The accompanying film of photographs will show where we went and what we saw.

As far as my own parochial wish was concerned, to discover a cathedral at the end of an ersatz pilgrimage, I was as awed and humbled as I hoped to be. We had a taste of what was to come at Munurru, on the edge of the Mitchell Escarpment. As on the Jatbula Trail each site had its own aura of age and sanctity. Pavilions of rocks surrounded rings of flat ground that could have been used for the ceremonies and dances, depicted in the paintings. There were bones nestled in some of the crevices. Almost every flat surface was painted, mainly with Aboriginal drawings in the Wandjina style, which is usually dated to be around 3000 years old, but peeping out behind the huge images of round headed, round eyed spaceman-like ancestors and huge white child-stealing monsters, emerging through millennia of fading paint that had covered them, reappearing in strong red or brown ochre, as light and delicate as the day they were painted, could be perceived smaller, older figures – lithe, tasseled, human, with flowing hair or tall hats, their limbs elegantly and anatomically correct, full of life and movement.

Bradshaw/Gwion art at Munurra

Bradshaw/Gwion art at Munurra

We came upon one flat surface, a fresco-like panel on a lone standing rock, where four large dancing figures greeted us, as fresh as if they were hanging in a modern gallery. Brownie said this was a “window to the past”. He took us round the corner to one of the circles and asked us to sit in silence. “For a minute,” he suggested. We were as immobile as statues for at least ten minutes, when a startled tourist startled us by saying, “Is it all right to pass by?” We shivered back to the present. I remembered a birdcall. That had been the only sound I had heard above the slight sigh of the wind that had wafted us into the past during our trance. As at the cascade on the Jatbula I had felt myself one with the surroundings.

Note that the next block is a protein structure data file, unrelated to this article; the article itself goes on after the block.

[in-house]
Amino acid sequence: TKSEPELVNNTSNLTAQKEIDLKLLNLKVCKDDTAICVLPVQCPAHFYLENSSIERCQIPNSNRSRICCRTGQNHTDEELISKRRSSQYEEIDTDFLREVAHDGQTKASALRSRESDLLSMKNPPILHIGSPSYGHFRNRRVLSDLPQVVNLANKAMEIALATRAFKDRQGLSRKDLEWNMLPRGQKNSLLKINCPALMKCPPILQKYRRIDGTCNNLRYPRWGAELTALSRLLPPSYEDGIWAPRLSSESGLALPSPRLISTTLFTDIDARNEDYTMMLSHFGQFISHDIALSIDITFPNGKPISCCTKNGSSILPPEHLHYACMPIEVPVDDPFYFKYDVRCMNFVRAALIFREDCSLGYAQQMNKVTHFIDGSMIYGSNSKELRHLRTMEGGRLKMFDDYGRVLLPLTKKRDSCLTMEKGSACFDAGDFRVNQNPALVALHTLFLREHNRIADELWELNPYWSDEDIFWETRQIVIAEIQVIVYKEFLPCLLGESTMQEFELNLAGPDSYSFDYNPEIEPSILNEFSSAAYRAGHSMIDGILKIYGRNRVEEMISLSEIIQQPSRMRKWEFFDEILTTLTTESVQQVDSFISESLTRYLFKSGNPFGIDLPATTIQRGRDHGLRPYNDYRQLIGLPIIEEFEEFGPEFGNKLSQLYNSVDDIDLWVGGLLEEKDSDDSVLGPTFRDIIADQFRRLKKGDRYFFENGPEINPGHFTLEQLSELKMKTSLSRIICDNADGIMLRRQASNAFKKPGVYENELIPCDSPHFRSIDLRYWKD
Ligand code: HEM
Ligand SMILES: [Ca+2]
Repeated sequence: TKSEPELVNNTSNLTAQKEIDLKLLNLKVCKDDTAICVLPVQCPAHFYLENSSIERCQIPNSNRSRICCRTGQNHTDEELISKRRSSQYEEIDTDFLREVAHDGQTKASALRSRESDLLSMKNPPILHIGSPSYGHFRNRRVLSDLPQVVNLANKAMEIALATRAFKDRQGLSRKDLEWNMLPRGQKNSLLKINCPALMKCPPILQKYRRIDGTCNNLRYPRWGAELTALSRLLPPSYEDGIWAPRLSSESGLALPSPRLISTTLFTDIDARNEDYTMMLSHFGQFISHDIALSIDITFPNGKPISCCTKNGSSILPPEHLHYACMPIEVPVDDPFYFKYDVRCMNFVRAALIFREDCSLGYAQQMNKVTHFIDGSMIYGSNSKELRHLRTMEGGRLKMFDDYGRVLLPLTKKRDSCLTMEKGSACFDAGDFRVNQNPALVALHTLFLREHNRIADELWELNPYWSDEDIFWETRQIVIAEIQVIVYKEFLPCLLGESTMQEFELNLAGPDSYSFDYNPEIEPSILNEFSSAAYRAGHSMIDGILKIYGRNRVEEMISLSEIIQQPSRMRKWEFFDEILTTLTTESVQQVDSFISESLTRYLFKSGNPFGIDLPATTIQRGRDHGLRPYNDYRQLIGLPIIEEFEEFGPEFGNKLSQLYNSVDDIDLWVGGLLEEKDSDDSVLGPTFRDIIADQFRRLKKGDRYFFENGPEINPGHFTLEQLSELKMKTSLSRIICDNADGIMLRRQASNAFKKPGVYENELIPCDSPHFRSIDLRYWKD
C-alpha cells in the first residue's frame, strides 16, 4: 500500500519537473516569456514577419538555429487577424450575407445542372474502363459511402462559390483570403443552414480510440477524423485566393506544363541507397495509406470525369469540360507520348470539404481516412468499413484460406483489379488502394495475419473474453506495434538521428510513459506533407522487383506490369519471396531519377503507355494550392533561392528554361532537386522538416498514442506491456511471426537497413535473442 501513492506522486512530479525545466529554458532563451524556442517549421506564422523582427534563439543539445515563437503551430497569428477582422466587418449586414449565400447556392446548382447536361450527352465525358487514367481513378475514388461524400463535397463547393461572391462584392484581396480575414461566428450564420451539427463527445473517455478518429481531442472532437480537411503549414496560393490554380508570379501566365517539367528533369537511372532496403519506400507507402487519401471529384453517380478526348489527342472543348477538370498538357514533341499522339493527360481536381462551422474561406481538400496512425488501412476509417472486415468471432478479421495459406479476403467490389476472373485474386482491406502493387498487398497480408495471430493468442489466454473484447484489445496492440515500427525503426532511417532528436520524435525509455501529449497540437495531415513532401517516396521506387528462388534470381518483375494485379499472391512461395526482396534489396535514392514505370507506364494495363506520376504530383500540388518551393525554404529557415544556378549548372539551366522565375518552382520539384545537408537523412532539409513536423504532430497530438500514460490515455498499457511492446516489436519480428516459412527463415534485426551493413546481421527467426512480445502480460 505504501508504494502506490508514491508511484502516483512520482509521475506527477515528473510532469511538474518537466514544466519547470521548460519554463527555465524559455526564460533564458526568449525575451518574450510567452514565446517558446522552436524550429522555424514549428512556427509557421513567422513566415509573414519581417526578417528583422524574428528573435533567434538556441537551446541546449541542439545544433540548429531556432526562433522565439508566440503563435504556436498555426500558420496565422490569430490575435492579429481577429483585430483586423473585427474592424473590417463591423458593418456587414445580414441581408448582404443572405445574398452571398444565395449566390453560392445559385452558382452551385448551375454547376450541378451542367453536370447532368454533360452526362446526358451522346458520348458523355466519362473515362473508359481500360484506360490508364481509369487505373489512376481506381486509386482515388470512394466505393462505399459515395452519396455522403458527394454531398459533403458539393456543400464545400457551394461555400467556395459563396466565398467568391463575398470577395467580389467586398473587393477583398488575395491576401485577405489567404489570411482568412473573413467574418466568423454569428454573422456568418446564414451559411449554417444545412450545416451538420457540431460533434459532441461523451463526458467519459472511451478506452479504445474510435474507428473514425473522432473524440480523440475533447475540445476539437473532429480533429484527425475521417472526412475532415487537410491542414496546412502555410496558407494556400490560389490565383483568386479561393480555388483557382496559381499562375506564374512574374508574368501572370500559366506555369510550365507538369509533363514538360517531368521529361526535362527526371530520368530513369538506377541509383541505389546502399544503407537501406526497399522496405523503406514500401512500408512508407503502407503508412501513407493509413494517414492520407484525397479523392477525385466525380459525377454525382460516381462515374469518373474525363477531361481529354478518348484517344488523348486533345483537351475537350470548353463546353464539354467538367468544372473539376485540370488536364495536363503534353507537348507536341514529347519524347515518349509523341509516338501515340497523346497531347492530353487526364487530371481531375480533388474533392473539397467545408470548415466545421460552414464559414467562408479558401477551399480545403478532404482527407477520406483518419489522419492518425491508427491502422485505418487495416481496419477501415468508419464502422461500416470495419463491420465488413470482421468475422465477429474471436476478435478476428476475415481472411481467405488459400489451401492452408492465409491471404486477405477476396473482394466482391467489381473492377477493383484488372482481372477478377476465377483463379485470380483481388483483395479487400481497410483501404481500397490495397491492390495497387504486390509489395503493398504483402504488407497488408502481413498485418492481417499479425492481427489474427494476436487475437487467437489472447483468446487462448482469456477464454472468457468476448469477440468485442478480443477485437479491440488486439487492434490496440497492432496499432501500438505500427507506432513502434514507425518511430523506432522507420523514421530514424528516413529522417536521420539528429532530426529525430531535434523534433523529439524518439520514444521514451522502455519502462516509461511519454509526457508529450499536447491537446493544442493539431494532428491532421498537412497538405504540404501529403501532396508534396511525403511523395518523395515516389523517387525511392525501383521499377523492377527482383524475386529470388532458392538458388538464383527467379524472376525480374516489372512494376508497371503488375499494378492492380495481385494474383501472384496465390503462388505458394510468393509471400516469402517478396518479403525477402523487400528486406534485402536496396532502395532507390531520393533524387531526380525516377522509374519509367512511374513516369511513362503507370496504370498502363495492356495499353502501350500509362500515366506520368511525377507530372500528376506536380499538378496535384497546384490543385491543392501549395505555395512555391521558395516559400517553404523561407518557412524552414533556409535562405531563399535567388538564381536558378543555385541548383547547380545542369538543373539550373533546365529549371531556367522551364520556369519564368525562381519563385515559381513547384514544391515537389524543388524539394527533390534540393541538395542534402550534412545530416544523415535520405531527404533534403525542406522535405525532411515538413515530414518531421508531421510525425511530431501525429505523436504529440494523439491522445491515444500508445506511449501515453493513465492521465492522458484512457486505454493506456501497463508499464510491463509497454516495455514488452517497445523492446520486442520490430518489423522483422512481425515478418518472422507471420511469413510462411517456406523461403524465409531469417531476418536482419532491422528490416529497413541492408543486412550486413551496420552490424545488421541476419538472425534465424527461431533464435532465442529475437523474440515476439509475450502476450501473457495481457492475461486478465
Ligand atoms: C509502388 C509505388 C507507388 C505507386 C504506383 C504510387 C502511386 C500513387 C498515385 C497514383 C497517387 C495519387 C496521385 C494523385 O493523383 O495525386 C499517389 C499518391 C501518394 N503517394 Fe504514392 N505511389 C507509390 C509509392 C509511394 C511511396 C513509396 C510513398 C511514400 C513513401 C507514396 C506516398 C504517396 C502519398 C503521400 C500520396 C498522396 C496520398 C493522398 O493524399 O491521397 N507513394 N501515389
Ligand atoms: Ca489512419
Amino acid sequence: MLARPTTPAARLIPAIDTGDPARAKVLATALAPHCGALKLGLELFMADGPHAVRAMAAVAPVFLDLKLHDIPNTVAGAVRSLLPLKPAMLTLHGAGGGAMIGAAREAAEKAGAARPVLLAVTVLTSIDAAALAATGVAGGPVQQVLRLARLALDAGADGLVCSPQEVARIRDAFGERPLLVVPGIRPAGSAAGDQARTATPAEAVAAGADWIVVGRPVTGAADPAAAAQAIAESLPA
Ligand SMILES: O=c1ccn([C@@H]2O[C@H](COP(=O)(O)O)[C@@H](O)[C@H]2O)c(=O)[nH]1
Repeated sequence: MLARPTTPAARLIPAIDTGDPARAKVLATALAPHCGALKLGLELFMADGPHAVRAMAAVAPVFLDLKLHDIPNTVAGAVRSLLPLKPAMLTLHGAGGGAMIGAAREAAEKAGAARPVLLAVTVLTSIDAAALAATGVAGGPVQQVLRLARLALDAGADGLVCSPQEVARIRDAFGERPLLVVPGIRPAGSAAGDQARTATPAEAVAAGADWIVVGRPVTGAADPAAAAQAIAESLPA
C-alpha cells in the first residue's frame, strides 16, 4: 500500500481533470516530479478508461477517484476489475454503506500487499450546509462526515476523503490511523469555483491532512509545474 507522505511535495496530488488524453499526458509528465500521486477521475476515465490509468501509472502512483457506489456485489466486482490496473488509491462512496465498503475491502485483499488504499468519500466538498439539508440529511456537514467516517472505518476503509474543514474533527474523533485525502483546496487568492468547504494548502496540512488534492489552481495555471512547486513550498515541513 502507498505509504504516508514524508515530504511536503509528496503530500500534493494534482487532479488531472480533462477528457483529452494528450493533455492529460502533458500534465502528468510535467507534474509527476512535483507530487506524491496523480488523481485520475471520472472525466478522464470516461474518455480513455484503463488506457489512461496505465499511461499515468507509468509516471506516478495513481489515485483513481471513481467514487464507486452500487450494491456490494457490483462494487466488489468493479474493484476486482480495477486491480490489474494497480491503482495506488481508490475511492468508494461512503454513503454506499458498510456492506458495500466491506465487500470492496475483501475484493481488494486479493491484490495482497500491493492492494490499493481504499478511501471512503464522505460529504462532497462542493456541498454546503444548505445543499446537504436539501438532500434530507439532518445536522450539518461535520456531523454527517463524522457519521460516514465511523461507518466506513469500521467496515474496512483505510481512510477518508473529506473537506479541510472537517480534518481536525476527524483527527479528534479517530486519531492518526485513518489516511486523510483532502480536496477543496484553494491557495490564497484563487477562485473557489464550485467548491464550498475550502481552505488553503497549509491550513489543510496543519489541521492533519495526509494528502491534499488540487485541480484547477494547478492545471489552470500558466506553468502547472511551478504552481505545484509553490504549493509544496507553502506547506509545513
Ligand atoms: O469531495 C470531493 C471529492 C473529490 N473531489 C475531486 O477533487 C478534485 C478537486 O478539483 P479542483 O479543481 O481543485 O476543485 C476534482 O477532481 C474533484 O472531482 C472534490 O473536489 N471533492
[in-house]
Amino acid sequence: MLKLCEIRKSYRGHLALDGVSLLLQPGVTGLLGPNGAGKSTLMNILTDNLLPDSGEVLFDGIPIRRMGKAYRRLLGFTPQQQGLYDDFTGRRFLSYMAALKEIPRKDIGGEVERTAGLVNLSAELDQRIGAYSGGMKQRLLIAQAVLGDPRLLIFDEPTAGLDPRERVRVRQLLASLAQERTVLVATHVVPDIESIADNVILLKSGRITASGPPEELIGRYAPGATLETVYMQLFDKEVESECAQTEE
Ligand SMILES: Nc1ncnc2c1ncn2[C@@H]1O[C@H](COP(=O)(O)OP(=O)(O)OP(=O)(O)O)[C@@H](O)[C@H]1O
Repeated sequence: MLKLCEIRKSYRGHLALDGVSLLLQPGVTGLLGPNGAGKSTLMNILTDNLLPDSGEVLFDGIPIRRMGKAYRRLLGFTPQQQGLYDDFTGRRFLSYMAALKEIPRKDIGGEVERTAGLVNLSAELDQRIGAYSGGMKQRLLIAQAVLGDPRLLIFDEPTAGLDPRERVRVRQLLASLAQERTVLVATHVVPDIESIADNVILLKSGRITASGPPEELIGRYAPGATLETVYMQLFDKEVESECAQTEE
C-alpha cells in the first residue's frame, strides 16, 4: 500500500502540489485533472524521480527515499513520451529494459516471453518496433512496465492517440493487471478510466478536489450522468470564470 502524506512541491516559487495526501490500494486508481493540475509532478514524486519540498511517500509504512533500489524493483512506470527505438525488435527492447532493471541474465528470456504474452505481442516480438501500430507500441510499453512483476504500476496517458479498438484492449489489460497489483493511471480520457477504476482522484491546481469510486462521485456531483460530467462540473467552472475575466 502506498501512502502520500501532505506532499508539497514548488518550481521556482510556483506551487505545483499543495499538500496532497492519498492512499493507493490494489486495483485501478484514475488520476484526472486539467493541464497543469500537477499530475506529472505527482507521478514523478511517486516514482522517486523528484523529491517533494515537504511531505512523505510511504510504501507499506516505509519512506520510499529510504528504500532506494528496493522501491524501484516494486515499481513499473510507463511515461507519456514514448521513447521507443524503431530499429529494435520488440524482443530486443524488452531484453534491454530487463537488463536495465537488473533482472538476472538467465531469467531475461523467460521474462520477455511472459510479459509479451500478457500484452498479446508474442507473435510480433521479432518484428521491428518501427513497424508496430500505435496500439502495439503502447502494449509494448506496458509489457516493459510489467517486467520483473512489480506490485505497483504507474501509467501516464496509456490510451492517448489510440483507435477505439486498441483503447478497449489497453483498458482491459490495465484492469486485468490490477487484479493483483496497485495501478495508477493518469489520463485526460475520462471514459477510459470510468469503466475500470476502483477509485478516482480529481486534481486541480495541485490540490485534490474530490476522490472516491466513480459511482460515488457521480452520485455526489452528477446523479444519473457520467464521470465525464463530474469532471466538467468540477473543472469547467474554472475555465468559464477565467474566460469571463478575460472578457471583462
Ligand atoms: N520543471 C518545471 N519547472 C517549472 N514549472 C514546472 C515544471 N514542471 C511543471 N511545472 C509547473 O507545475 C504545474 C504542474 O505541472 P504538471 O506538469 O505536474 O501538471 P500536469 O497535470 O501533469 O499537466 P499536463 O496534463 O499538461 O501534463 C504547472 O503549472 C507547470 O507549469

Bradshaw/Gwion art at Upper Mitchell Falls

Bradshaw/Gwion art at Upper Mitchell Falls

That was our introduction to the Bradshaws. What awaited us above and below the Mitchell Falls was even more amazing. There I found my cathedral. Actually, there are two of them. They can be seen in the film, one a whole wall of Bradshaws from the older ‘Complex’ period, in a scene so full of movement and life that it might have presaged a Renaissance tableau of the Muses; then, below the waterfall, further away towards our camp, a cave, with outside a tumbling water fall, and below it a lake – another veritable cathedral, with Bradshaws covering its stone slab cloisters. They were drawn in the cruder style of the later, inferior “Straight Figure” period, but they were still impressive for their age. Maybe 20,000 year old, there was nothing in Europe to match them at the time, or for thousands of years to come and they included possibly the first battle scene ever painted, but next to them were drawings even more impressive: black stencils of yams and snakes, turtles and kangaroos, delineated as carefully and correctly as a sketch by Banks or Linnaeus, and these were conceivably 50,000 years old, preceding even the Bradshaws. It was as if we had come across a carving of an Earth Mother in a grotto of Greek statues. I stumbled away, almost replete with wonders.

‘Cathedral’ at Lower Mitchell Falls

‘Cathedral’ at Lower Mitchell Falls